Here’s some more fuel to the fire. Red Sox DH David Ortiz belted a three-run home run in the top of the third inning off of Rays starter Chris Archer, giving the Sox a 3-0 lead. Ortiz, as he often does, admired his handiwork before jogging around the bases. Watch the homer:

After the game, Archer expressed displeasure with Ortiz’s self-admiration:

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Toronto Maple Leafs: Life in the Fringe Lane?

Enduring panic attacks caused by blown leads at the worst possible times.
Consuming goaltenders as if they’re a viable source of protein.
Shaking heads profusely after ludicrous contracts are given to average players.

Toronto Maple Leafs fansThe life of a Toronto Maple Leafs fan is not an easy one, on the body or the mind. The past few seasons have been a roller coaster ride to say the least, and combined with the fact that a championship season appears nowhere in sight, there has been cause for some mounting unrest.

The most recent unrest, albeit premature, came following the opening of ‘free agent frenzy’ on July 1st. Aside from being the birthday of the greatest nation in the world, July 1st is also a sacred day for hockey fans as it represents the first day that free agents can be signed. For many fans around the NHL and especially Leaf fans it seems, it represents a day to pine over the teams recent acquisitions, or lack thereof.

This year was no exception as Toronto did make some moves, however, they were minor to say the least. Let’s review, shall we?

2663BD63A09A4CB87284386438791EPrior to free agent frenzy the Leafs made a minor splash by trading defenceman Carl Gunnarsson and the ever-famous 4th-round draft pick to the St. Louis Blues for defenceman Roman Polak. Now if you’re scratching your head saying “gee, that seems like a pretty lateral move,” you’re doing so alongside most of Leaf nation. Not to take anything away from either of these players (especially Polak because he looks like an angry fellow), but this isn’t exactly a superstar swap.

At 28 years old, Polak brings 79 points in 424 career NHL games to the table, along with a $2.75 million cap hit. Conversely, the 27-year-old Gunnarsson has 86 points in 304 career games with an annual cap hit of $3.15 million. Those are about as even of statistics as you’ll ever find in a trade that doesn’t involve 2 cookies for a pudding cup on the playground. From the Leafs perspective, Polak brings a more rugged and physical style of play that the team seemed to lack last season. At the end of the day though, this isn’t a deal that will make huge headlines.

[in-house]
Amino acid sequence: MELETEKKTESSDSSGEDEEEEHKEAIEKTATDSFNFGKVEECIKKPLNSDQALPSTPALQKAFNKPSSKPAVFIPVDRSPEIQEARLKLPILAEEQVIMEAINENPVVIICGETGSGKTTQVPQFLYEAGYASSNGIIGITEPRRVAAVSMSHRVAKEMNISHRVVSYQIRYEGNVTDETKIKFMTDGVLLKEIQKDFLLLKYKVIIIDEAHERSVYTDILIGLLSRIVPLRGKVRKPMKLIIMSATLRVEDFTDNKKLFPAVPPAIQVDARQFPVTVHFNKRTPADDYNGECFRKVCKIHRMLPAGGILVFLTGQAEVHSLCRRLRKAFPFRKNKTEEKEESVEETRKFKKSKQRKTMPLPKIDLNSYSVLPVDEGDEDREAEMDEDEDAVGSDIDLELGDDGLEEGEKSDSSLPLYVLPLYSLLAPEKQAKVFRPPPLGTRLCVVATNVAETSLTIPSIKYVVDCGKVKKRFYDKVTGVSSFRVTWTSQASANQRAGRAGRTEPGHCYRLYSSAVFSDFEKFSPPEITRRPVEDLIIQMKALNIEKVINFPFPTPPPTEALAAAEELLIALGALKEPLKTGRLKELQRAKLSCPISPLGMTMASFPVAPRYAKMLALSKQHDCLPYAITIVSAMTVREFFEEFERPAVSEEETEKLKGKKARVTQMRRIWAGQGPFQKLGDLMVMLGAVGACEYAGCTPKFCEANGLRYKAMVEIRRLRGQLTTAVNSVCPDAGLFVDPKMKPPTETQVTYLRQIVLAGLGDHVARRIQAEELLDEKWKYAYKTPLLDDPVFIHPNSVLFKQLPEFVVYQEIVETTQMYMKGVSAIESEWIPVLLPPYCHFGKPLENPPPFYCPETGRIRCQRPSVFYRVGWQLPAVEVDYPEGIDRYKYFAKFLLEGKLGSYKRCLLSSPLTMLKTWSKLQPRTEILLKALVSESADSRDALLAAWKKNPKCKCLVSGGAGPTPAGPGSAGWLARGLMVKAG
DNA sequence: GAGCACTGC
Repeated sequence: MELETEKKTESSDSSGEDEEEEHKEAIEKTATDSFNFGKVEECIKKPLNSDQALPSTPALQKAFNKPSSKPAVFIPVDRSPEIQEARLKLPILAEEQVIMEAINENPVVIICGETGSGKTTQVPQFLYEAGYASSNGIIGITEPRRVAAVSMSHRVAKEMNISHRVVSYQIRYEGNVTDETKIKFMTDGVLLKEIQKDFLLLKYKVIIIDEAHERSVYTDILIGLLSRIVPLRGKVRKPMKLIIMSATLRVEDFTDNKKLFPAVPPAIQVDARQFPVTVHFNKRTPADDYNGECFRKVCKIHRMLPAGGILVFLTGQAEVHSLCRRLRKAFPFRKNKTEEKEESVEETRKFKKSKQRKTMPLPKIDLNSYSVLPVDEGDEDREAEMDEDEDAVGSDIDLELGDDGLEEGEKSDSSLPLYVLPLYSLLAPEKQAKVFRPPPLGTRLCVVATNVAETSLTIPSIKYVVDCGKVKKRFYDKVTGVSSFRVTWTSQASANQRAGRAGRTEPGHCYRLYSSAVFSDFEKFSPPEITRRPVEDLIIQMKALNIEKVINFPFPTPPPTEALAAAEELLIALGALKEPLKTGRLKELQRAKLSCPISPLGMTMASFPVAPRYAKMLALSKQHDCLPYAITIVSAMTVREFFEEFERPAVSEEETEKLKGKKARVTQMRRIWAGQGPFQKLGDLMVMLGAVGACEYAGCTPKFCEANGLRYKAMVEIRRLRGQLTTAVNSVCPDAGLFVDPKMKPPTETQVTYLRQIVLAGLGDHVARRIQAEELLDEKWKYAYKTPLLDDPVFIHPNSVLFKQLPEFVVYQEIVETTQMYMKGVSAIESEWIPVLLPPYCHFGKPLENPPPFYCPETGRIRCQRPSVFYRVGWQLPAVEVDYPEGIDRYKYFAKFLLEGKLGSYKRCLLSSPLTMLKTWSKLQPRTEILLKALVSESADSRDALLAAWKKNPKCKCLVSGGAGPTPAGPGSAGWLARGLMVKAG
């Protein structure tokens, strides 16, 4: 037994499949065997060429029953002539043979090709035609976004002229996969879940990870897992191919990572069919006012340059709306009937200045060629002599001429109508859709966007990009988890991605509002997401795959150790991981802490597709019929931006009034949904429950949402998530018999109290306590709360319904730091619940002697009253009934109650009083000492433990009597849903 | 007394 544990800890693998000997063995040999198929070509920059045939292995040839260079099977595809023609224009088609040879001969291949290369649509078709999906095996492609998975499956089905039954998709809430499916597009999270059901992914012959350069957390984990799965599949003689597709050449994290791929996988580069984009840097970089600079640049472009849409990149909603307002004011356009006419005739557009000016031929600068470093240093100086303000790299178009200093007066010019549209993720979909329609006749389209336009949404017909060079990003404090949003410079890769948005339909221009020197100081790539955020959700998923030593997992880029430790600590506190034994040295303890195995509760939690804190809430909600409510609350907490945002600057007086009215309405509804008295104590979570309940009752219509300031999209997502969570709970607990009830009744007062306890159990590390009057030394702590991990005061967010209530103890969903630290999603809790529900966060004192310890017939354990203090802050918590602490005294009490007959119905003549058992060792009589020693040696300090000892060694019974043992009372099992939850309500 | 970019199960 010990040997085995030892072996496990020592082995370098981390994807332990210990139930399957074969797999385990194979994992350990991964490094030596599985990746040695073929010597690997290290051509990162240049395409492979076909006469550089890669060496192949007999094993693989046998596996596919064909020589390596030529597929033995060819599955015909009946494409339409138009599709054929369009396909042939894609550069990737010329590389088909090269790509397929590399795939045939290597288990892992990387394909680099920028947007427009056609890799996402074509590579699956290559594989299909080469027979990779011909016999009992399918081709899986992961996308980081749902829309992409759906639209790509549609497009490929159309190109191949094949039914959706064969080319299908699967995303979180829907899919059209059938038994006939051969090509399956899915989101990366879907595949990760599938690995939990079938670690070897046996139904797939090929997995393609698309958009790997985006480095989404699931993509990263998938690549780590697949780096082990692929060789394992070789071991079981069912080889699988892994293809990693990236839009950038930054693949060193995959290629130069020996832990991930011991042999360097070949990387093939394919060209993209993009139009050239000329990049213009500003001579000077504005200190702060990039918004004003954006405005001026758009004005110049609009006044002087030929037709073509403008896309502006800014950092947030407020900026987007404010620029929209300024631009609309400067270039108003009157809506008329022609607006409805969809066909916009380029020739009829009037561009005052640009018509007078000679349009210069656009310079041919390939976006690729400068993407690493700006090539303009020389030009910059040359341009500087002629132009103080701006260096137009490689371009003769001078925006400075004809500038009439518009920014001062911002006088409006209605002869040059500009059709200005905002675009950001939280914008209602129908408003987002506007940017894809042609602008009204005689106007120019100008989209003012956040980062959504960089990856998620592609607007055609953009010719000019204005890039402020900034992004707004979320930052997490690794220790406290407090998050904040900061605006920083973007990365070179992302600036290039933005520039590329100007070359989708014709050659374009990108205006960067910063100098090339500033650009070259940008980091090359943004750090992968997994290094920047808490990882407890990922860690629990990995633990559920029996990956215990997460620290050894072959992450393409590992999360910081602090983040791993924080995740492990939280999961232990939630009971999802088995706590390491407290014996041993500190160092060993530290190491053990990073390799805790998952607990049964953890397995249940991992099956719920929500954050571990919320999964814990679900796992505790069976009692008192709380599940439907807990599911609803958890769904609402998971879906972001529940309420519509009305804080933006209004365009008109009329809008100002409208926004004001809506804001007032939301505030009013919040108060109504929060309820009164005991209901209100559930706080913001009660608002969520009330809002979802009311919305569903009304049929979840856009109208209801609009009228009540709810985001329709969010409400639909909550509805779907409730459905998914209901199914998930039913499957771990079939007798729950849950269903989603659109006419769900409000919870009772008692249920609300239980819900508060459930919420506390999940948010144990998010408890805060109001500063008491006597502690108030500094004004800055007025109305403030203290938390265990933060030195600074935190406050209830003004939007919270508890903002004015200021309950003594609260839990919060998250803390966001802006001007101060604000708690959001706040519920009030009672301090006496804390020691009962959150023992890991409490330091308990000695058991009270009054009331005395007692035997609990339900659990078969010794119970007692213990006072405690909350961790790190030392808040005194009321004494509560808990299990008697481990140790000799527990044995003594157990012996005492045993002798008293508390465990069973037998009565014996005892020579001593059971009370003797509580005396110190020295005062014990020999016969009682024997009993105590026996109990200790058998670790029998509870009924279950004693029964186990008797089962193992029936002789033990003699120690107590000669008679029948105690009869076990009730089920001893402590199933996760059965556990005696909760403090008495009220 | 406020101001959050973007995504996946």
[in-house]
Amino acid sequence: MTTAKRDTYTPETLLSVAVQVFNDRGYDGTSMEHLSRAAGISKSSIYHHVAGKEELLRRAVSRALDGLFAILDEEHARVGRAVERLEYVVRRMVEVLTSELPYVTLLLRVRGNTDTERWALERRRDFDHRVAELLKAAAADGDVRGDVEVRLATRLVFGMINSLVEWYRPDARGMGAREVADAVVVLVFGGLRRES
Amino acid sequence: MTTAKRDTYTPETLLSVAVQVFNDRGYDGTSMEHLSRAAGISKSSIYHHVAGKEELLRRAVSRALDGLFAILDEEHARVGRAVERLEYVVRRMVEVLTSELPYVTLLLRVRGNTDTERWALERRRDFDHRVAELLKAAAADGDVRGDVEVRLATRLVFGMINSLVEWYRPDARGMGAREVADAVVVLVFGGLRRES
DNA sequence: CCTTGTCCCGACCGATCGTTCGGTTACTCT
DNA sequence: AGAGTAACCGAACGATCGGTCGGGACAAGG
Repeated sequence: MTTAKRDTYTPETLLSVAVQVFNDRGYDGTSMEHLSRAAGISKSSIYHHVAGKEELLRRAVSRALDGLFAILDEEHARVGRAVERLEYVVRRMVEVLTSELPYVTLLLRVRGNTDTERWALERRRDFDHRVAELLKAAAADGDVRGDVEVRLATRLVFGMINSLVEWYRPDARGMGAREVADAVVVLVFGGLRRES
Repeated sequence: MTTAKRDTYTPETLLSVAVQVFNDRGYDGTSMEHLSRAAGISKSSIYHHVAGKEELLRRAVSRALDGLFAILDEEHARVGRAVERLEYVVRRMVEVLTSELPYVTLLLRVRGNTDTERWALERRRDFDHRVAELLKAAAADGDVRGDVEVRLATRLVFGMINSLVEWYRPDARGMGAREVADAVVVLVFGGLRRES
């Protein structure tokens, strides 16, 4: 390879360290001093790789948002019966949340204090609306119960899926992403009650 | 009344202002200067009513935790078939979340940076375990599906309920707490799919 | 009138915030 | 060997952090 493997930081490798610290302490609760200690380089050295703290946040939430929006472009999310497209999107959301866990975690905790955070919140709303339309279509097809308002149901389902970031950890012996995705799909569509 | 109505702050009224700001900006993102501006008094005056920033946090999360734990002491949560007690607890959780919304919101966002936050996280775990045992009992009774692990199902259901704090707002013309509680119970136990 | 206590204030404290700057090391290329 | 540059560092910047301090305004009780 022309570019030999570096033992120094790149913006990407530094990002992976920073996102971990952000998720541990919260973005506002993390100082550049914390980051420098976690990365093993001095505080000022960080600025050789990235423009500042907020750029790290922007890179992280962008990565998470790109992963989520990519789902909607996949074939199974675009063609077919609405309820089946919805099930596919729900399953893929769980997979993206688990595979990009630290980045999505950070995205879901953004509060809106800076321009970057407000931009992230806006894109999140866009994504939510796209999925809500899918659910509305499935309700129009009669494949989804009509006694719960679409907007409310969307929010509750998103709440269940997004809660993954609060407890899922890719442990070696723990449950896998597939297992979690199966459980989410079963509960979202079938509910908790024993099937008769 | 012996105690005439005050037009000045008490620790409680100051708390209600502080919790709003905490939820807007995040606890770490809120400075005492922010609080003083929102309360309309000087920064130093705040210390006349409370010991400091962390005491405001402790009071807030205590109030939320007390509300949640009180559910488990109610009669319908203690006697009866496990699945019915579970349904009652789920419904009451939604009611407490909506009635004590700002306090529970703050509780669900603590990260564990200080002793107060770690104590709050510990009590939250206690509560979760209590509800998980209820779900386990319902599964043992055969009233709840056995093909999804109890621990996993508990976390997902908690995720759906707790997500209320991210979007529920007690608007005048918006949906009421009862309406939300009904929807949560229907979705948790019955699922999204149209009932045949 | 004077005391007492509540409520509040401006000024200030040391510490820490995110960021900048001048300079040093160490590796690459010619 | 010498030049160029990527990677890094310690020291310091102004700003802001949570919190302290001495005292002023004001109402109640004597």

Moving on to the action of July 1st, the Leafs made a few signings and stayed away from others, once again without doing anything major. Toronto opened the day by welcoming back a familiar face in Matt Frattin. The Leafs dealt Jerry D’Amigo to the Columbus Blue Jackets to re-acquire the winger, who has an underwhelming 17 goals in 126 career games. Again, not exactly a head-turning deal.

The Leafs also spent the day signing 37-year-old Stephane Robidas, who is a warrior to say the least. Robidas, who is recovering from a broken leg, inked a 3-year $9 million deal with Toronto on July 1st. Robidas is legs-down, sorry hands-down, a proven professional having played in 885 career regular season games.

komarov_1The Leafs final signing of the day saw them bring back the ever-scrappy Leo Komarov on a 4-year $11.8 million contract. While this may seem like a lot of money to toss at a guy that has 9 points in his NHL career, let’s make no mistakes: it is. Similar to Polak, Komarov brings a rugged style of play to the Leafs and has been labeled as a ‘you know what disturber’ on more than one occasion in his career. However, does that scrappy play and limited offensive ability warrant a $2.95 million per year price tag?

482065223-e1404236921450Although headlines were hard to come by for the Maple Leafs on July 1st, one of their more notable moves came courtesy of a non-move. Now former Maple Leaf centre Dave Bolland took his talents to South Beach (close enough) on the strength of a 5-year, $27.5 million contract. If you’re once again scratching your head at the size of this contract, welcome to the 2014 NHL off-season: $5 million for you, $5 million for you, $5 million for everybody! While Bolland can be a solid 3rd line centre with good shut-down capabilities, I think there are a few people out there saying that the Florida Panthers might regret this one at some point.

With all of these signings amounting to the same level of excitement as My Dinner with Andre (look it up), as expected, it certianly seems that if the Leafs are going to make any noise this off-season it will be via trades.

One imminent trade will be getting goaltender James Reimer out of Toronto on a one-way ticket. Reimer recently announced that he would like to be traded by the Maple Leafs, which is about as shocking as finding a 2-sided coin in your pocket. With Jonathan Bernier taking over the starting duties last season and Reimer assisting in the infamous late season collapse, his days in Toronto have been numbered for quite a while now.

All of this to say, the Leafs seem to be operating under the ‘less is more’ approach to begin the off-season. Not to say that there aren’t big things to come, but in this situation it looks like patience will have to be a virtue for Leafs fans…a credo embodied by the team not winning a Stanley Cup since there were 6 teams in the NHL.

PShields, out and about.